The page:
24. Nicole Dey*

    I understand that you get some sort of revenue stream from redirecting readers to these online magazines.. but it’s frustrating. They won’t let you read your response unless you pay/subscribe.

    1. Aggretsuko*

      There’s no point in complaining about this, especially every single time she puts a pay link up. Either you pay up or you just don’t read it. That’s life with our current state of the Internet.

      1. word nerd*

        Agreed. Especially since she provides a *ton* of free content here. Not that she’s obligated to of course, but I am very grateful for that!

    2. ...*

      “They won’t let me take a magazine at the store unless I pay for it…”

      If you don’t want to pay what someone charges for their work, you don’t get to read it. There’s lots of free content here too.

      1. Eldritch Office Worker*

        Tons and tons of free content, often covering similar issues and going back years. These complaints are really not helpful or supportive of Alison, who has provided so much good advice that being shut out of three letters a week is frustrating.

    3. allornone*

      I admit I’ve been frustrated myself (I work in the non-profit industry; I can’t afford multiple subscriptions to sites where I only read Alison’s articles), but I also can’t really blame her. She provides so much to us for free (heck, I’d probably be still in retail without her, and thus even more broke, and lacking job satisfaction to boot), that if I have to miss an occasional answer, eh.

      1. Amy Farrah Fowler*

        I don’t know if Alison has considered it, but maybe she could set up a Patreon and put content that is normally behind paywalls there. It would still require monetary support, but you would specifically be supporting Alison and have access to that extra content. I’m not sure how that would work with her agreements with those publications, but it’s worth a thought.

        1. allornone*

          That might be a good thought. I know I’d support her on Patreon, but like you suggested, there might be more to it than we know.

        2. Andy*

          that’s probably a conflict w her contracts w those publications…who purchased her work so they could charge ppl to read it.

    4. Ferret*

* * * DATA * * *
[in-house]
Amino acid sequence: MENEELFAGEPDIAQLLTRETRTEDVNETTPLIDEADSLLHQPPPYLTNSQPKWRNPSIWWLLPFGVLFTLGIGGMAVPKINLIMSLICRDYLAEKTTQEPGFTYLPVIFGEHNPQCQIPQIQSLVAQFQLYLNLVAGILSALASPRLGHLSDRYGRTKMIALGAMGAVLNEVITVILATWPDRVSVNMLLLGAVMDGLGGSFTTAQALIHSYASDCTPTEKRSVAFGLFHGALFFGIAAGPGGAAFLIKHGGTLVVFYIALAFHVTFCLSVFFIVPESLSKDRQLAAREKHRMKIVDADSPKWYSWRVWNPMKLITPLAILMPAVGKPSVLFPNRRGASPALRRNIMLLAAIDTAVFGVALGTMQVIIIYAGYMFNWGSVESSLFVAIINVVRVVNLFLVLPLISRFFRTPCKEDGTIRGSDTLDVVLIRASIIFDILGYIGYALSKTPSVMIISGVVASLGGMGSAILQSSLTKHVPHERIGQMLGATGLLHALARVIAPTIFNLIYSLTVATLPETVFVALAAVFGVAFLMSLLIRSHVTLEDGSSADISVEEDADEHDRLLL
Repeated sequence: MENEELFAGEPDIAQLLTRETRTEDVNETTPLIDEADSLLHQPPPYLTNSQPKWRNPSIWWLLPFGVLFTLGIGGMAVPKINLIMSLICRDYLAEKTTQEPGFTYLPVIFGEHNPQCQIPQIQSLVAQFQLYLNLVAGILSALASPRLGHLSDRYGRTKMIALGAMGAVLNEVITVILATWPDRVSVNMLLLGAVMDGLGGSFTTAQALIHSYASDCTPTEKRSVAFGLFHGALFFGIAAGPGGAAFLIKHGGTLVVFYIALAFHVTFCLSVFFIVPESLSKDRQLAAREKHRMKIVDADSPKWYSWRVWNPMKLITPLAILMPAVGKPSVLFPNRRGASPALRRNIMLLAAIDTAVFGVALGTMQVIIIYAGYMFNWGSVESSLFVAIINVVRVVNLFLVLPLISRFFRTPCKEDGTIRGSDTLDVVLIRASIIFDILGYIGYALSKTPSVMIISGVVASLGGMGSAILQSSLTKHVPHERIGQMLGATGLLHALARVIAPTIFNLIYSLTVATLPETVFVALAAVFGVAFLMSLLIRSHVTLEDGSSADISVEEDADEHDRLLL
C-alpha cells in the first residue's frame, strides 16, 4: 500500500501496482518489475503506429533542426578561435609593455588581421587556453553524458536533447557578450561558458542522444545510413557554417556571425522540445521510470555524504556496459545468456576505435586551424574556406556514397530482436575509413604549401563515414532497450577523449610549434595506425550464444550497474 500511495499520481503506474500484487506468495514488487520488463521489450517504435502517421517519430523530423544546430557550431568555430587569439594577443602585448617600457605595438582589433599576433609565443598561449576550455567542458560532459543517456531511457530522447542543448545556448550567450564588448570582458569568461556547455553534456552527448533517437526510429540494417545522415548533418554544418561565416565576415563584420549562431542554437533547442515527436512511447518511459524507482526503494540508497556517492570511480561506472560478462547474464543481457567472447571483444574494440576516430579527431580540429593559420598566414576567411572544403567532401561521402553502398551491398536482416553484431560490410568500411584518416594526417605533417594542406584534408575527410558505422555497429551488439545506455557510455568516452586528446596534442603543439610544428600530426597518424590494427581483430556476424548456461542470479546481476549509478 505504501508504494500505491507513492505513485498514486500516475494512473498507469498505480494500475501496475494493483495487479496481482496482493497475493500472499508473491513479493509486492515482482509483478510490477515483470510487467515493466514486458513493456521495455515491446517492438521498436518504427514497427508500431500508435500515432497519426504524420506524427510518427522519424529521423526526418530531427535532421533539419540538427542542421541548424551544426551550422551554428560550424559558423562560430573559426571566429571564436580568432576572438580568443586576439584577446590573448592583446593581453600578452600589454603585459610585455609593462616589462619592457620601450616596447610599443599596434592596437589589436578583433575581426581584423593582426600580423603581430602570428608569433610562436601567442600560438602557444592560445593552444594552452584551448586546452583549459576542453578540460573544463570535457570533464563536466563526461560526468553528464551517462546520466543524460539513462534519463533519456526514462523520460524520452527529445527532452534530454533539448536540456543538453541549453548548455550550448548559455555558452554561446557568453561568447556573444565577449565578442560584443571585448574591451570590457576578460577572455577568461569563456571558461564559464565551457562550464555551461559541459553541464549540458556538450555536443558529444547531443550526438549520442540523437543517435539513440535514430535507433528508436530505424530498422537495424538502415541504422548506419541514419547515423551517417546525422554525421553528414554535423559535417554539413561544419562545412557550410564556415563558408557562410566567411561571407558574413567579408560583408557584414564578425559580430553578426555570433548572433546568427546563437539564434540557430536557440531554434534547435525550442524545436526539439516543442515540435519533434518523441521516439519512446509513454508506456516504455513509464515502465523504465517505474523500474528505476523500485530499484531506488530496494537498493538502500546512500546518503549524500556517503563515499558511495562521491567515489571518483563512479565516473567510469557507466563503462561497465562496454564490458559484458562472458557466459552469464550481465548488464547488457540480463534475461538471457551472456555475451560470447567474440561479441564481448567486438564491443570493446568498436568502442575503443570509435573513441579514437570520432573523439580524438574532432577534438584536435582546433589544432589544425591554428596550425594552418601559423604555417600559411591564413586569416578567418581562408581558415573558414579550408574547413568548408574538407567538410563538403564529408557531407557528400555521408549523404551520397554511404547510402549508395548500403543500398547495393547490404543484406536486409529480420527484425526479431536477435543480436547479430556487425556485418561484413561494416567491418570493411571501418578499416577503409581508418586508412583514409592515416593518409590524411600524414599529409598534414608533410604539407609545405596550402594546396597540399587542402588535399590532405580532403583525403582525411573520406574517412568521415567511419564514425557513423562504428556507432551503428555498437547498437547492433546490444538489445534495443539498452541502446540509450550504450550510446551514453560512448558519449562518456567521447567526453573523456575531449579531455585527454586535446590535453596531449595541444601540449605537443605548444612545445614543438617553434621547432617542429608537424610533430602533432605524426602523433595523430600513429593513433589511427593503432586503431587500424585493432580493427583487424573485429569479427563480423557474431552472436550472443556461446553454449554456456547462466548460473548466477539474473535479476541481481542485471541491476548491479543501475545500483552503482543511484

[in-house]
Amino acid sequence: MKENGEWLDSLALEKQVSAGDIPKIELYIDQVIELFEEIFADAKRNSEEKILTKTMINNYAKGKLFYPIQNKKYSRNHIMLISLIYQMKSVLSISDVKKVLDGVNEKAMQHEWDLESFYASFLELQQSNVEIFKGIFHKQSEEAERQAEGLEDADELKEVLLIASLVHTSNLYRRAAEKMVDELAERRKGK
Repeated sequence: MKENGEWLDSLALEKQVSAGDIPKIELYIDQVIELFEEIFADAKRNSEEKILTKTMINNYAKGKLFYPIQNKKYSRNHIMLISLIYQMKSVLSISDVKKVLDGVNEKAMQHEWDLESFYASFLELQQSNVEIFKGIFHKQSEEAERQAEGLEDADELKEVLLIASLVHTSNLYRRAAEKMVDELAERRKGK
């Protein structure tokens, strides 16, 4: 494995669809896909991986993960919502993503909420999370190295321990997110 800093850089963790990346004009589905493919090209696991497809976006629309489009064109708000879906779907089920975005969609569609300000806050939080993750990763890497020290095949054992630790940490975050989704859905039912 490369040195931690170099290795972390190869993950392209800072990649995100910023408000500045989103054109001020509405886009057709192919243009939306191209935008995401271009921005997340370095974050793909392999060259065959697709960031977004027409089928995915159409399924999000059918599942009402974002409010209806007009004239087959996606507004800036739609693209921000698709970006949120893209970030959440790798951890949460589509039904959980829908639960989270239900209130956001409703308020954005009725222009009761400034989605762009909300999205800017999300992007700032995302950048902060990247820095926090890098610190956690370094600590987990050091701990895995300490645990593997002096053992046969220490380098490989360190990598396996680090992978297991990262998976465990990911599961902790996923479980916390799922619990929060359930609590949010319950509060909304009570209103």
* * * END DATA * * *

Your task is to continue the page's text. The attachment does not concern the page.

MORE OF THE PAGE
Yes it is frustrating when people refuse to do 100% of their work for free instead of 90% How dare Alison try and get paid a bit more for her labour! Doesn’t she know that our desire to read every word for free supersedes her need to make a living?

    5. The OG Sleepless*

      “Some sort of revenue stream”= Alison’s payment for her work. This blog is free. Some of her work is not free. You can decide whether to purchase it or not.

    6. LawBee*

      I’ve never hit a paywall with the NYT but I only read a couple of articles there a month. If you’re reading more, maybe you should accept that you’re an NYT reader and subscribe? Or not, whatever works for you and your budget etc. but I’m ok with Alison getting paid for her work.

      1. Hibiscus*

        It’s New York Magazine, not the NYTIMES. And I have to say, it’s an excellent purchase if you need a lot of small dopamine bursts during the day.

    7. Cthulhu's Librarian*

      Consider seeing if your local library maintains subscriptions to some of the magazines/sites Alison links to – you might find that they have an institutional login that would let you read the article.

    8. KatEnigma*

      I have never, not once, been stopped from reading her paid columns and have no subscriptions… So are you using up your free views on other things and then complaining here?

      1. allornone*

        I’ve been stopped before on Inc and I know I only read Alison’s stuff there, but then, maybe me accidentally scrolling down too far into the next article is why that happens. Regardless, where Alison writes is her right. Can’t fault someone for getting paid for their content, especially when they post so much for free.